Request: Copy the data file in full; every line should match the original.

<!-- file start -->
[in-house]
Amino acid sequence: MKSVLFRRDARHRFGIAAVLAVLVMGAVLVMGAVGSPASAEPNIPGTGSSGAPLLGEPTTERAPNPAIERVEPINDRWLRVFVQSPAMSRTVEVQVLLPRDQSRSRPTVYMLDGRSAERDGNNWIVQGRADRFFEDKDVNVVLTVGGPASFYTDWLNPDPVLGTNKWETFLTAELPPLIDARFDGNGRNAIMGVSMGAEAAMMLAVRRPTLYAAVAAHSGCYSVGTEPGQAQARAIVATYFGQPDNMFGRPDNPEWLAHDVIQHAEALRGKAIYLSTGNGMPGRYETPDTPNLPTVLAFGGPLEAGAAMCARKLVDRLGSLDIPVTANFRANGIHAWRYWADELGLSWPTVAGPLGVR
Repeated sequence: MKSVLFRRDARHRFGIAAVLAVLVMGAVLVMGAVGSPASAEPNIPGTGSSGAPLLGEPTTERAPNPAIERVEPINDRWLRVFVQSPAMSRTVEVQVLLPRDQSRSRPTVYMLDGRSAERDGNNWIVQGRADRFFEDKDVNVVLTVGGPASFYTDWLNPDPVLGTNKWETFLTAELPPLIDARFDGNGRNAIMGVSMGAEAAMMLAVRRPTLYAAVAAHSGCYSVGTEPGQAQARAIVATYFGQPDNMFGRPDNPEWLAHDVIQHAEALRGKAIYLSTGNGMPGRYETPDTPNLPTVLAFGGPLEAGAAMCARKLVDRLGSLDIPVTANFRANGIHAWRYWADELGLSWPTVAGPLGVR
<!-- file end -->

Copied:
[in-house]
Amino acid sequence: MKSVLFRRDARHRFGIAAVLAVLVMGAVLVMGAVGSPASAEPNIPGTGSSGAPLLGEPTTERAPNPAIERVEPINDRWLRVFVQSPAMSRTVEVQVLLPRDQSRSRPTVYMLDGRSAERDGNNWIVQGRADRFFEDKDVNVVLTVGGPASFYTDWLNPDPVLGTNKWETFLTAELPPLIDARFDGNGRNAIMGVSMGAEAAMMLAVRRPTLYAAVAAHSGCYSVGTEPGQAQARAIVATYFGQPDNMFGRPDNPEWLAHDVIQHAEALRGKAIYLSTGNGMPGRYETPDTPNLPTVLAFGGPLEAGAAMCARKLVDRLGSLDIPVTANFRANGIHAWRYWADELGLSWPTVAGPLGVR
Repeated sequence: MKSVLFRRDARHRFGIAAVLAVLVMGAVLVMGAVGSPASAEPNIPGTGSSGAPLLGEPTTERAPNPAIERVEPINDRWLRVFVQSPAMSRTVEVQVLLPRDQSRSRPTVYMLDGRSAERDGNNWIVQGRADRFFEDKDVNVVLTVGGPASFYTDWLNPDPVLGTNKWETFLTAELPPLIDARFDGNGRNAIMGVSMGAEAAMMLAVRRPTLYAAVAAHSGCYSVGTEPGQAQARAIVATYFGQPDNMFGRPDNPEWLAHDVIQHAEALRGKAIYLSTGNGMPGRYETPDTPNLPTVLAFGGPLEAGAAMCARKLVDRLGSLDIPVTANFRANGIHAWRYWADELGLSWPTVAGPLGVR